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The Development
of Iranian Literatures


A poem by Hafez, calligrapher Jalil Rasooli - painter Farhad Laleh Dashti

(This entire section has been taken from the book "Persian Literature", 'Columbia Lectures on Iranian Studies 3'. Art Arena is indebted to Ehsan Yarshater for his permission to include parts of the "Introductory Survey" from this informative book.)

Historical Perspective:

In the course of the seventh century Persia was overrun by victorious Muslim armies, and the Sassanian Empire (AD 226-652), fabled for the splendor of its court, crumbled. The conquest proved to be far more than military, for it introduced a new religion into Persia and opened an entirely new chapter in Iranian history. The country whose soldiers had subdued faraway Yemen, captured Jerusalem, and marched to the gates of Constantinople only a few decades earlier, now came under the aegis of the caliphs and was ruled by Arab governors for some two hundred years before it could assert its identity again. In the meantime the majority of the Persians, particularly in urban centers, converted to Islam. With conversion came a new spirit and a new social order. As the unity of the overwhelming and transcendent Allah was impressed upon the converts, the characteristic belief in the dualism of the Iranian religion disappeared. Gone too, were the class distinctions, which had been the backbone of Sassanian social and political organization. The powerful Zoroastrian church was reduced to a marginal institution catering to the spiritual needs of a declining community....

....The Islamization of Persia brought about such deep and enduring transformations in the life and culture of the country that some Persians began to regard their pre-Islamic past as a pagan era which had ended with the fall of the Sassanian Empire . The advent of Islam indeed marked a unique turning point in the life of the Persian people; however, it would be an error to view the change as too drastic. There were powerful links between the pre- and post-Islamic eras of Persian history. Changes which appeared radical at first, proved to be less trenchant as the old habits and traditional modes of thought returned in a new guise. Many of the old religious beliefs and practices found a home within "Iranian Islam," to borrow Henry Corbin's phrase. Popular religion, in particular, preserved many aspects of old religious thought and practice, albeit with different terminology. People continued to expect a savior who would rise one day, punish the wicked, and fill the world with justice....

....The most effective link between the two periods of Persian history, however, was a linguistic one. Most of the countries that were conquered by the Arab armies in the first century of Islam, when the new religion was at the height of its drive, lost their language to Arabic and eventually shed their previous identities, becoming "Arab." Such was the case with Iraq, Syria, Egypt, and much, of North Africa. Persia was a notable exception: although conquered completely and absorbed inextricably into the Muslim world, it nonetheless retained its language and its identity. The Sassanians had strongly promoted the language of their homeland Persis (Fars), making it the official tongue of their Empire. This language, called Middle Persian in modern scholarship, continued to be used in Iran after the Islamic conquest; it underwent some gradual changes and emerged in the ninth century as the language of a "renaissance" in Persian literature. In the process, its grammar had become simpler, it had borrowed some vocabulary from Arabic, and it had shed a number of words with Zoroastrian connotations or else adapted such words to the prevailing Islamic environment. It is through this later language, called New Persian (or simply Persian) that the literary gifts of the Iranians found their major channel of expression.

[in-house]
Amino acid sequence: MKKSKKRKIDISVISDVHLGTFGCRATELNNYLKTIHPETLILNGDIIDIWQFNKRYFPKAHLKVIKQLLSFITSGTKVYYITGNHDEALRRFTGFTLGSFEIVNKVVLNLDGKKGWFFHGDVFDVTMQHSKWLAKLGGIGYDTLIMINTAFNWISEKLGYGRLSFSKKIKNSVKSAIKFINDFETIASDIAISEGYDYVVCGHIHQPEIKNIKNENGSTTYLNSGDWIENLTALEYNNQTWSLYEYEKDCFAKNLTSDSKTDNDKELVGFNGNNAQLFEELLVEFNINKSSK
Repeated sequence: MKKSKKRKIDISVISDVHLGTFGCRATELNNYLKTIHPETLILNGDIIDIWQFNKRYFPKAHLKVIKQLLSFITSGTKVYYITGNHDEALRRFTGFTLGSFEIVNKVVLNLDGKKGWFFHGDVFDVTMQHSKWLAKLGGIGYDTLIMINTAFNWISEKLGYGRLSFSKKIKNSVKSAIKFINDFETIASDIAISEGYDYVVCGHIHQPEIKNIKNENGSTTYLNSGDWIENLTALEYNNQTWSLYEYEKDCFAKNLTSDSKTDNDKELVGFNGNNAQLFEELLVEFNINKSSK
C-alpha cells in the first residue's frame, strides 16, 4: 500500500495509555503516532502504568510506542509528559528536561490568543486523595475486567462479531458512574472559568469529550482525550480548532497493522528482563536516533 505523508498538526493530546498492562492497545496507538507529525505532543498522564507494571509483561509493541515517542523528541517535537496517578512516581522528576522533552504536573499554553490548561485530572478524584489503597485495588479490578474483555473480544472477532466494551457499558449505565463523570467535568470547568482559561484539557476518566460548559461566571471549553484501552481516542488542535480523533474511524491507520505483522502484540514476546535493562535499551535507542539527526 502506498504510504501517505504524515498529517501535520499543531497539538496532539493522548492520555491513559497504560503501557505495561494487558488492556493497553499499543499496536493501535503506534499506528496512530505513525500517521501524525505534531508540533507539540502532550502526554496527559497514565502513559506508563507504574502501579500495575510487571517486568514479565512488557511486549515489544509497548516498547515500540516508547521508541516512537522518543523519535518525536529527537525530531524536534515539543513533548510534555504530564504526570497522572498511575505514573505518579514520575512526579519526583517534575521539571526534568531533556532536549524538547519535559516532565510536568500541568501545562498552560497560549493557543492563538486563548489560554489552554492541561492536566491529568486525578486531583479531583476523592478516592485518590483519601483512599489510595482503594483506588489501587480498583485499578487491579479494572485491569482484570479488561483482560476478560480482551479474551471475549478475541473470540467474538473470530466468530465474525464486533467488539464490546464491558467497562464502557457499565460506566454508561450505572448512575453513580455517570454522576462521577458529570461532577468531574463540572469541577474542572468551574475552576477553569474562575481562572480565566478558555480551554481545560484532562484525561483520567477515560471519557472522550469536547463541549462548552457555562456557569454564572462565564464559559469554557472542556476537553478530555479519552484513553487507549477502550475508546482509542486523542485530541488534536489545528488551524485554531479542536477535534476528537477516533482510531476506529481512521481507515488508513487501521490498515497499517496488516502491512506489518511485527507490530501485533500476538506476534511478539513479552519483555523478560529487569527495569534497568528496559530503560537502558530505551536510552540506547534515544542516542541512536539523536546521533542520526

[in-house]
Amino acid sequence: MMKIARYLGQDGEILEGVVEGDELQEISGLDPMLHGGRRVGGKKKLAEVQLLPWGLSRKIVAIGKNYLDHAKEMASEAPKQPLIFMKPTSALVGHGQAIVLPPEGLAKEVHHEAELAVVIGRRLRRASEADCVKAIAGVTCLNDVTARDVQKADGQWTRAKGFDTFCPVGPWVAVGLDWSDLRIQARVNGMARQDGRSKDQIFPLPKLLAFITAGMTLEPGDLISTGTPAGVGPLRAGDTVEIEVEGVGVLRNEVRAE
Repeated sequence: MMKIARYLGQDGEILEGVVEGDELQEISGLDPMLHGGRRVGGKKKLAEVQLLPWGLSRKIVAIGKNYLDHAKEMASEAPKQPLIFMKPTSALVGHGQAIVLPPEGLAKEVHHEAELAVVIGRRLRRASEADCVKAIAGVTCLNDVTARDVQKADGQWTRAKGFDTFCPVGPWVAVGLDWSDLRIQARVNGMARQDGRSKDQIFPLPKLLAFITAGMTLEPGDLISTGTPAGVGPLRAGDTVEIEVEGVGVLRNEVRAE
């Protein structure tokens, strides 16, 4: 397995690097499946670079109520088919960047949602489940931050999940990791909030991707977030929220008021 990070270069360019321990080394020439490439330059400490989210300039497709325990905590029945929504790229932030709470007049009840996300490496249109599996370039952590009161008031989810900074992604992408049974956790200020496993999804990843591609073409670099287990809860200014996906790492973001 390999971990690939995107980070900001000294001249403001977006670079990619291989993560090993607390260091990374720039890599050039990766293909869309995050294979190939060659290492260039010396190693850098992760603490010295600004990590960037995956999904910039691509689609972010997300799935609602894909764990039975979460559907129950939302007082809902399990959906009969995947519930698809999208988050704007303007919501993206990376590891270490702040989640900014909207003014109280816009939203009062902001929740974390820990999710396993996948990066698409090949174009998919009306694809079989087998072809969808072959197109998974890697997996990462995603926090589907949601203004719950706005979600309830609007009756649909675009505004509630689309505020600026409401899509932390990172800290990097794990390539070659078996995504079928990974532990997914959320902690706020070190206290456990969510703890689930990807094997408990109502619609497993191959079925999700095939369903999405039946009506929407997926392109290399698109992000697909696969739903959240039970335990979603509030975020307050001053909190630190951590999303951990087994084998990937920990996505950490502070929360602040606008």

The term "renaissance" implies an earlier period of literary activity, and indeed the early Persian poets and writers owed much to the literature which had, flourished in pre-Islamic Iran. The greatest monument of Persian language and literature, the Shah-nama (Book of kings) by Ferdowsi (completed ca. AD 1000), although the work of a literary genius, is in substance the reworking of the national saga compiled and committed to writing in Middle Persian toward the end of the Sassanian period....

The following chapters provide an insight into "The Development of Iranian Literatures":


1.   Old Iranian Literature

2.   Epic Literature of Ancient Iran

3.   Parthian and Middle Persian Written Literatures

4.   The Rise and Development of Persian Literature

5.   General Features of Persian Literature


1.   The Development of Persian Poetry

2.   Modernist Poetry

3.   Prose Literature

4.   Translating Persian Literature

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Copyright © 1999 K. Kianush, Art Arena